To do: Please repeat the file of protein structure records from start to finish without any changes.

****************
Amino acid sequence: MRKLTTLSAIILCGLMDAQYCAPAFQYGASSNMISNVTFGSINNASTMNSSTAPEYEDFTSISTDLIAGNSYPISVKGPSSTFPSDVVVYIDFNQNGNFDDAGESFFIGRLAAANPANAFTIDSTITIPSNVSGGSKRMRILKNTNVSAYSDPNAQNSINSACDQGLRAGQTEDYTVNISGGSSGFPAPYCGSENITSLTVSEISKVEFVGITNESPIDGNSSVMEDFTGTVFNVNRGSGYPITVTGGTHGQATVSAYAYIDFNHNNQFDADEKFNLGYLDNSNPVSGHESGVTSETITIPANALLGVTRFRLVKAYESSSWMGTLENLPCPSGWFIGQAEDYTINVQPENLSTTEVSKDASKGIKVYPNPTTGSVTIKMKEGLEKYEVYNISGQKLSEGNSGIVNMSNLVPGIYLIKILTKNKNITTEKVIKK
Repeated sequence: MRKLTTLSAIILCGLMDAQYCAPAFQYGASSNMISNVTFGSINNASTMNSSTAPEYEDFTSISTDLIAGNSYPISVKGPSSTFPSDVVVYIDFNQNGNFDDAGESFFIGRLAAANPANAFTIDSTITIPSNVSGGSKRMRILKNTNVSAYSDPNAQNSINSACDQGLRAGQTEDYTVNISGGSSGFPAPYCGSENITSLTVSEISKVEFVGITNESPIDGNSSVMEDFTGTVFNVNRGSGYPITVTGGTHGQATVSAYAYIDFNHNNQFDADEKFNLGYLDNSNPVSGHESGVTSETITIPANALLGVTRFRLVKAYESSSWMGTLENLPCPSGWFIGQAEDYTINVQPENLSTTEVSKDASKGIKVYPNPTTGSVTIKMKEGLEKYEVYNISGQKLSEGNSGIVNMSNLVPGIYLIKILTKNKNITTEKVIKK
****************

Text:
Amino acid sequence: MRKLTTLSAIILCGLMDAQYCAPAFQYGASSNMISNVTFGSINNASTMNSSTAPEYEDFTSISTDLIAGNSYPISVKGPSSTFPSDVVVYIDFNQNGNFDDAGESFFIGRLAAANPANAFTIDSTITIPSNVSGGSKRMRILKNTNVSAYSDPNAQNSINSACDQGLRAGQTEDYTVNISGGSSGFPAPYCGSENITSLTVSEISKVEFVGITNESPIDGNSSVMEDFTGTVFNVNRGSGYPITVTGGTHGQATVSAYAYIDFNHNNQFDADEKFNLGYLDNSNPVSGHESGVTSETITIPANALLGVTRFRLVKAYESSSWMGTLENLPCPSGWFIGQAEDYTINVQPENLSTTEVSKDASKGIKVYPNPTTGSVTIKMKEGLEKYEVYNISGQKLSEGNSGIVNMSNLVPGIYLIKILTKNKNITTEKVIKK
Repeated sequence: MRKLTTLSAIILCGLMDAQYCAPAFQYGASSNMISNVTFGSINNASTMNSSTAPEYEDFTSISTDLIAGNSYPISVKGPSSTFPSDVVVYIDFNQNGNFDDAGESFFIGRLAAANPANAFTIDSTITIPSNVSGGSKRMRILKNTNVSAYSDPNAQNSINSACDQGLRAGQTEDYTVNISGGSSGFPAPYCGSENITSLTVSEISKVEFVGITNESPIDGNSSVMEDFTGTVFNVNRGSGYPITVTGGTHGQATVSAYAYIDFNHNNQFDADEKFNLGYLDNSNPVSGHESGVTSETITIPANALLGVTRFRLVKAYESSSWMGTLENLPCPSGWFIGQAEDYTINVQPENLSTTEVSKDASKGIKVYPNPTTGSVTIKMKEGLEKYEVYNISGQKLSEGNSGIVNMSNLVPGIYLIKILTKNKNITTEKVIKK